In his scheduled testimony to Congress this week, Federal Reserve Chair Jerome Powell said the Fed is “closely monitoring the emergence of the coronavirus, which could lead to disruptions in China that spill over to the rest of the global economy.” We are watching for this, too.

Some of the questions we’ve been debating: Could the virus disrupt supply enough to incite inflation (with too many dollars chasing too few goods)? Could that in turn negatively impact corporate earnings? To what extent is business response to the virus offsetting any positives from “phase one” of the U.S.-China trade deal?

While fear of the still-spreading coronavirus appeared to recede this week (unless you were in Wuhan or trapped on a quarantined cruise ship), we’ll remain hopeful but skeptical of daily reports until we know there is an all-clear.

It’s worth remembering that while disruptions like the coronavirus pandemic create market risks, they also create opportunities. Given what we know so far, we think there are more of the latter than the former. That could change, and change quickly. In the meantime, we’re staying focused on the facts we know—not the headlines many fear.


Financial Planning Focus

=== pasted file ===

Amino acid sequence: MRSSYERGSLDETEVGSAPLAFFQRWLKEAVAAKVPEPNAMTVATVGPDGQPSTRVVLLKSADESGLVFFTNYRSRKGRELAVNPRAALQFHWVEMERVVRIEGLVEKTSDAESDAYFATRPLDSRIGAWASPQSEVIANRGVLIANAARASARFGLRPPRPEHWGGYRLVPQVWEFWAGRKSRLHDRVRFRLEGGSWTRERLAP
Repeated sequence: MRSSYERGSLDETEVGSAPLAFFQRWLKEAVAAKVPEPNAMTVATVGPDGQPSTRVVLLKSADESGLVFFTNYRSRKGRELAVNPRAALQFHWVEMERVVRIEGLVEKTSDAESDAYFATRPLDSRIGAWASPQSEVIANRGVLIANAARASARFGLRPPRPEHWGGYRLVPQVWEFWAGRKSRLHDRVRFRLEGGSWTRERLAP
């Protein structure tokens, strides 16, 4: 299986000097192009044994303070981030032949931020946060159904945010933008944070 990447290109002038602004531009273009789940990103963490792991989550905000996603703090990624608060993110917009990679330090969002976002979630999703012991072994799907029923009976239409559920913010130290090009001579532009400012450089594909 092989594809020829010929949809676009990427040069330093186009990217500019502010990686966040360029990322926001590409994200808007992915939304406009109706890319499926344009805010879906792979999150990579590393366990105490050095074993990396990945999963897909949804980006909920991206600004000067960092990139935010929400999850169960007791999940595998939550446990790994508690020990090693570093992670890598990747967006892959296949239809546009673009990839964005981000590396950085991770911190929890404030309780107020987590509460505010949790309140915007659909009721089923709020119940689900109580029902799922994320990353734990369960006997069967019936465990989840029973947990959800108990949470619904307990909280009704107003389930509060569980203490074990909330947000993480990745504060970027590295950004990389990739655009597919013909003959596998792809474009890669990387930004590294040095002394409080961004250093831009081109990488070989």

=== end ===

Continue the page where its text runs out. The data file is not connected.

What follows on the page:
Love Match: Valentine’s Day and Financial Planning

Valentine’s Day is more than a chance to celebrate your significant other in words, flowers and gifts. It’s also a fine time to prove your love with action through, yes, financial planning.

While you may or may not find investing and financial planning particularly romantic, we think they set the perfect stage for providing stability and a legacy that will allow your love to blossom for many years to come.

Here are five gestures from small to grand you can make alongside your professions of affection this February 14:

  1. Check Beneficiary Statuses. It might not be pleasant to think about, but what could be a better expression of love than making sure those you care about are taken care of after you’re gone? Reviewing who is listed as a beneficiary on your investment and retirement savings accounts every year is a smart move, and Valentine’s Day is as good a reminder as any to keep beneficiary designations up-to-date.
  2. Review Insurance Policies. Likewise, of particular importance, especially if you’re a parent, is having proper insurance coverage in the event that calamity strikes. For more on insurance of all types, listen to our parent company’s The Adviser You Can Talk To Podcast episode that covers common insurance needs for people of all ages.
  3. Budgeting for a Romantic Getaway. When was the last time you took a vacation together, just the two of you? It’s still early enough in the year to fit a special trip into your annual budget. This Budget Worksheet can help you figure out how to pay for that special getaway.